Leaders of Color – Learning and Being Humble

Tonight, I was with another leader of color of another very large public institution. The moderator asked her what she does for self-care. She said she grew up near a national park with very big mountains and enjoys being in nature. She also said when she stands below the mountains and waterfalls she is reminded how little she is and how insignificant we can be. I appreciated the humility and calmness she extended in her answer to lead. We can sometimes get hot and bothered by everyday problems, but if leading for equity requires a calm and stillness to be in the work for the long haul. We can be part of the problem or part of finding solutions and finding justice.

Humility and grounding in self and place are important. I think in many ways what I wanted to hear from the leader of color was “I’m sorry, we (our staff) messed up…” As leaders we have to say we’re sorry and our organizations messed up, it is human and there is a restorative justice element in admitting our faults. Admitting a mistake is better than saying “We don’t see race,” which invisibilizes a major part of the problem. In my judgment, this is a bigger sin. Saying I’m sorry means we see the problem and can acknowledge it and maybe with some grace and humility we can work on fixing it together.

A few months ago, I had my own moment of messing up. We had hosted a big event and due to a lot of factors, we didn’t offer childcare. In an act of kindness and bravery, one of my partners had the hard conversation with our team about it. As soon as he started talking, I started rationalizing it and explaining how it happened he stopped me and said “I’m hearing a lot of excuses…” what I should have done was said “You’re right we messed up and I’m sorry,” and then listened more. It was hard and my impulse was to power-play, rationalize, and deflect. Thankfully we could draw from our relationship to move forward on redesigning our events to be more inclusive of children, especially children of color.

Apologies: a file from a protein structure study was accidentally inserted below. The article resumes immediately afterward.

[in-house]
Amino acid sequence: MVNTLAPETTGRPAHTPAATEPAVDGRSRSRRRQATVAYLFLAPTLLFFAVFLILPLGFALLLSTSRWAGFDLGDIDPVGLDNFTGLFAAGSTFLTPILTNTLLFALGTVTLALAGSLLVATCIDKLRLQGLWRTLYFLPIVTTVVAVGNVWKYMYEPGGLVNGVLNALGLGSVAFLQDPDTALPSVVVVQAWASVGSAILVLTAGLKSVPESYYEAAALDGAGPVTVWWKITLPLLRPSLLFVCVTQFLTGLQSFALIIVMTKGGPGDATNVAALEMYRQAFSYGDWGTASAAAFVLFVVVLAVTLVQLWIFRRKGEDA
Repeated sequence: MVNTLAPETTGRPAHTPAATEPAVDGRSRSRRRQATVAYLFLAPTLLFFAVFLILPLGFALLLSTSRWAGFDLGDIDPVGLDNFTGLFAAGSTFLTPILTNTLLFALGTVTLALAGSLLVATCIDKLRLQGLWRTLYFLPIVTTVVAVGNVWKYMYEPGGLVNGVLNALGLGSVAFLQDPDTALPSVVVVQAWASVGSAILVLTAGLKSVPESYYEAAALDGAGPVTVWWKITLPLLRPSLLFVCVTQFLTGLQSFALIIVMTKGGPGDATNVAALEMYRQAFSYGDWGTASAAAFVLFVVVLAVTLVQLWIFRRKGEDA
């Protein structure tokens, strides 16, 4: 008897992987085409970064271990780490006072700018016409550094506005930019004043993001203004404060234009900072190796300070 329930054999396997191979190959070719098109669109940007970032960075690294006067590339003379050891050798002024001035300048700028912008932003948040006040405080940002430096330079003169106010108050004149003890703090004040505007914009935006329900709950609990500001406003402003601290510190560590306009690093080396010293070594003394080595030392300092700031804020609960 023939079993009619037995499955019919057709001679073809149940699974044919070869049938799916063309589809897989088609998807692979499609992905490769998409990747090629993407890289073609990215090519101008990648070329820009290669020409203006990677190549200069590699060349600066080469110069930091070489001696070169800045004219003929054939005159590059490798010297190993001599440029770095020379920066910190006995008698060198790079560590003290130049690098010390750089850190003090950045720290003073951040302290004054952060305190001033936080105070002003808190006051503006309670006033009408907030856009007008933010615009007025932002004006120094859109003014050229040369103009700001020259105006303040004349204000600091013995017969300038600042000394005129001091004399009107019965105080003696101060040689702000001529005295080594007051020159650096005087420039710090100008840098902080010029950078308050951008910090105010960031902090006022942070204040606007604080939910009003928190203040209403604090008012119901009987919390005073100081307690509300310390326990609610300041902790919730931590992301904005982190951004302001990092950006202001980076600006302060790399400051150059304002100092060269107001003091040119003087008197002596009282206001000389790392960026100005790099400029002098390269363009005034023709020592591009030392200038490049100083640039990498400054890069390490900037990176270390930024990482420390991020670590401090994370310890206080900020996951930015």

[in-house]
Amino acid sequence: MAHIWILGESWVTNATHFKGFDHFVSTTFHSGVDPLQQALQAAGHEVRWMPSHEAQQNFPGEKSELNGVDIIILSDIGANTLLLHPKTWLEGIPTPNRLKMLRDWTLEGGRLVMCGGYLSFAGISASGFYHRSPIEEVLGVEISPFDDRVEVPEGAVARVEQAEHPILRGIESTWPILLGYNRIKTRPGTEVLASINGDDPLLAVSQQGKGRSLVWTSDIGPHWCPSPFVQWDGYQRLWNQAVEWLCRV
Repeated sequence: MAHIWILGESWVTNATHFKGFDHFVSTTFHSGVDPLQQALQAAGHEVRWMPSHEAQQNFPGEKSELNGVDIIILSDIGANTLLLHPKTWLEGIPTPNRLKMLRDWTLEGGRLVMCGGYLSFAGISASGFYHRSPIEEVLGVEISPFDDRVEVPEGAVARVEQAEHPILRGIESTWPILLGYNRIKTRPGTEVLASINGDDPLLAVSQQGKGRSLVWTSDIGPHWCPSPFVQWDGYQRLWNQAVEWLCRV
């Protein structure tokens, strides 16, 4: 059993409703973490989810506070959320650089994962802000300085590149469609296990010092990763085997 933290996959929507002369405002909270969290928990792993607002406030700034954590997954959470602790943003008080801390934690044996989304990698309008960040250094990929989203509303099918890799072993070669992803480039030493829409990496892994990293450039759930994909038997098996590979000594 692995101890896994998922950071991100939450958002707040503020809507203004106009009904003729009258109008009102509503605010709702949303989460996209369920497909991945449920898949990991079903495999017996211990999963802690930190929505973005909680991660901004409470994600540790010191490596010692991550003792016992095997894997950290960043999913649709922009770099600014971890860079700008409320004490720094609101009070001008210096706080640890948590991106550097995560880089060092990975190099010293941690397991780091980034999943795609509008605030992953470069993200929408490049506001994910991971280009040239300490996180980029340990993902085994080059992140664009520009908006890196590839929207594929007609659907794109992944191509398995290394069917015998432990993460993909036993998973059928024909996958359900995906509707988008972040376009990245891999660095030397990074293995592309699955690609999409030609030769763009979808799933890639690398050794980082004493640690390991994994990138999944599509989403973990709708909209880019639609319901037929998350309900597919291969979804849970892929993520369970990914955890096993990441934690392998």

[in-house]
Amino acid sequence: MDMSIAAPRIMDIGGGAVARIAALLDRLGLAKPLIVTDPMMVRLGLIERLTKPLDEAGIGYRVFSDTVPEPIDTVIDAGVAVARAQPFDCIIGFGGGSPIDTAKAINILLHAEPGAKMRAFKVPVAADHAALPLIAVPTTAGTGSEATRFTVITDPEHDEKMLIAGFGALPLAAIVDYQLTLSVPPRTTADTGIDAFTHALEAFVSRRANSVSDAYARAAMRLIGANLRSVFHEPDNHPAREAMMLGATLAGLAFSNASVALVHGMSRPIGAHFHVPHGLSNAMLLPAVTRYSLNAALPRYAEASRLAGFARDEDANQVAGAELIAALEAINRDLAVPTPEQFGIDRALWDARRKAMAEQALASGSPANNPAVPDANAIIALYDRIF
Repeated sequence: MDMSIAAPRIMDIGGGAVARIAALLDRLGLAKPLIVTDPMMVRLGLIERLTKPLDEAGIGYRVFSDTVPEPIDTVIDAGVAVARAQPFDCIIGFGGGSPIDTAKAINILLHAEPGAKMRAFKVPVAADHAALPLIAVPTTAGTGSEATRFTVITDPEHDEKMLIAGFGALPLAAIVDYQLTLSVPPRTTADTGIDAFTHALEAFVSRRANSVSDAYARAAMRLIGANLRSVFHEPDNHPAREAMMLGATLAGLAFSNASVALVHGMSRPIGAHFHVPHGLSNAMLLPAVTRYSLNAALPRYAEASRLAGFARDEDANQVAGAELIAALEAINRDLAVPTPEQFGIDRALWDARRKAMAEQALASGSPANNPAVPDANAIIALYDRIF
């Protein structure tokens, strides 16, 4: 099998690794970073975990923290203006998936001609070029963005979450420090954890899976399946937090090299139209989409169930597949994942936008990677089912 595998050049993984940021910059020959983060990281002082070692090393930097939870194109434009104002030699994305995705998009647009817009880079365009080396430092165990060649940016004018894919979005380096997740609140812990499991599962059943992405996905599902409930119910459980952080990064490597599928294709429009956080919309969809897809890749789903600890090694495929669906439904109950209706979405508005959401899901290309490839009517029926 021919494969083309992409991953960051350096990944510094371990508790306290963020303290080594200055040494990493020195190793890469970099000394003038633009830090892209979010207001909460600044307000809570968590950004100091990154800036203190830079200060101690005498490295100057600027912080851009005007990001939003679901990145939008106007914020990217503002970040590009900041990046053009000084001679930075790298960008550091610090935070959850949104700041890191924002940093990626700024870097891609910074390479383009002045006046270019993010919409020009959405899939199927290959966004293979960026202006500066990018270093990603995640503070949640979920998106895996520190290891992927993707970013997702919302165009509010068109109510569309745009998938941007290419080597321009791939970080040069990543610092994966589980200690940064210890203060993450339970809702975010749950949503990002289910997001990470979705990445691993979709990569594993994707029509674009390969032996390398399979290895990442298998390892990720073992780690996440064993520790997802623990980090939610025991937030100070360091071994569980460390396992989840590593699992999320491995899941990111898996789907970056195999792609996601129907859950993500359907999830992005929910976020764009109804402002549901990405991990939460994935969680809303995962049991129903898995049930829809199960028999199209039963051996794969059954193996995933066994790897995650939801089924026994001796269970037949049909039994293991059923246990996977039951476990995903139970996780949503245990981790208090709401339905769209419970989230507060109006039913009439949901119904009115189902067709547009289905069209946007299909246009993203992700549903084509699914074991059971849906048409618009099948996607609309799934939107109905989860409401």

Where to go and What to do

Leading for race as leaders of color and white allies means we say we’re sorry when we mess up. Say your sorry, listen, and calmly keep working. With some grace and kindness to ourselves and others, we can stand beneath a mountain and be humbled and strong at the same time.

Thank you to our Patreon subscribers who help to keep the blog going: Aimie, Ali, Annie, Brooke, C+C, Calandra, Carolyn, Carolyn M., Carrie, Chelsea, Clarissa, Edith, Elena, Elizabeth, Evan, Heidi, Janet, Janis, Jennet, Jennifer, Jennifer T., Jillian, Julia, Julie Anne, Kathryn, Kari, Kelli, Kirsten, Kristen R., Kristy, Laurel, Lisa, Liz, Lori, Matthew, McKenzie, Michael, Megan, Miriam, Molly, Nathan, Paola, Sarah, Selina, Shannon, Shawna, Stephanie. If I missed anyone my apologies and thank you for your support. Support the blog by becoming a Patreon supporter.

If you subscribe to the blog, thank you. Please check fakequity.com for the most up to date version of the post. We often make grammatical and stylistic corrections after the first publishing which shows up in your inbox. If you would like to subscribe there is a sign-up box on the right sidebar (desktop version). 

Racism Likes ________

ErnestoYerena-WeTheResilient-1-5550x7400.jpg

Art by Ernesto Yerena, from Amplifer.org

The other day a few of us were sitting around our office conference room table munching on pizza and cookies. We bribed Heidi to join us with the promise of ice cream that she had bought but I had stashed at the office. As we were munching on pizza Jondou threw out the prompt: “Racism likes _________” and we started throwing out answers.

Racism likes woke folx who like to analyze but don’t disrupt.

Racism likes people who want simple stuff – tip sheets and worksheets, but don’t do their own reflections.

Racism likes to self-correct to protect itself and its power.

Racism likes the status quo.

Racism likes white people.

As we went around throwing out ideas we chuckled and then ate more ice cream. Racism likes ice cream too – soft creamy and melty, like white fragile people when you talk about race and the conversation gets heated.

The truth is racism thrives when conditions are right and no one stops to ask deeper and harder questions, or when people don’t stop and disrupt racism from happening. It happens all the time when we allow the status quo to continue or we don’t ask questions or call out things disparities.

Hard vs. Simple